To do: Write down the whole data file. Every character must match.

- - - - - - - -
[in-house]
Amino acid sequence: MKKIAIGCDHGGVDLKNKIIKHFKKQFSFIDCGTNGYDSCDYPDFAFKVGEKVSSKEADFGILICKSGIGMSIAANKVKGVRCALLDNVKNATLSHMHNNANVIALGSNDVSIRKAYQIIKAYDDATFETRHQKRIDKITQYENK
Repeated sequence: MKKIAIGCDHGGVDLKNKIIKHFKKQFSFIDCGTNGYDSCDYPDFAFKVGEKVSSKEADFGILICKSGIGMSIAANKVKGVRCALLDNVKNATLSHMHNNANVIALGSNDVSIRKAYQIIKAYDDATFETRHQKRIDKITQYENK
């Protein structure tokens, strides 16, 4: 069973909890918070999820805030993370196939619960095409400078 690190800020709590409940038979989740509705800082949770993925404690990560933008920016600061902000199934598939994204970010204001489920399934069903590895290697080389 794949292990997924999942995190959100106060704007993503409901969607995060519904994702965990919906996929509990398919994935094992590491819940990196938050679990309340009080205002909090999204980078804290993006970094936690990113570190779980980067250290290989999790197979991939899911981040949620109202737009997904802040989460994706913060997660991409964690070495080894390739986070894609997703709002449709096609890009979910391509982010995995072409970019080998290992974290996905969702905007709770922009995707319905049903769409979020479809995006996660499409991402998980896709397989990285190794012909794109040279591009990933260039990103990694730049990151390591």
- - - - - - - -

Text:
[in-house]
Amino acid sequence: MKKIAIGCDHGGVDLKNKIIKHFKKQFSFIDCGTNGYDSCDYPDFAFKVGEKVSSKEADFGILICKSGIGMSIAANKVKGVRCALLDNVKNATLSHMHNNANVIALGSNDVSIRKAYQIIKAYDDATFETRHQKRIDKITQYENK
Repeated sequence: MKKIAIGCDHGGVDLKNKIIKHFKKQFSFIDCGTNGYDSCDYPDFAFKVGEKVSSKEADFGILICKSGIGMSIAANKVKGVRCALLDNVKNATLSHMHNNANVIALGSNDVSIRKAYQIIKAYDDATFETRHQKRIDKITQYENK
């Protein structure tokens, strides 16, 4: 069973909890918070999820805030993370196939619960095409400078 690190800020709590409940038979989740509705800082949770993925404690990560933008920016600061902000199934598939994204970010204001489920399934069903590895290697080389 794949292990997924999942995190959100106060704007993503409901969607995060519904994702965990919906996929509990398919994935094992590491819940990196938050679990309340009080205002909090999204980078804290993006970094936690990113570190779980980067250290290989999790197979991939899911981040949620109202737009997904802040989460994706913060997660991409964690070495080894390739986070894609997703709002449709096609890009979910391509982010995995072409970019080998290992974290996905969702905007709770922009995707319905049903769409979020479809995006996660499409991402998980896709397989990285190794012909794109040279591009990933260039990103990694730049990151390591």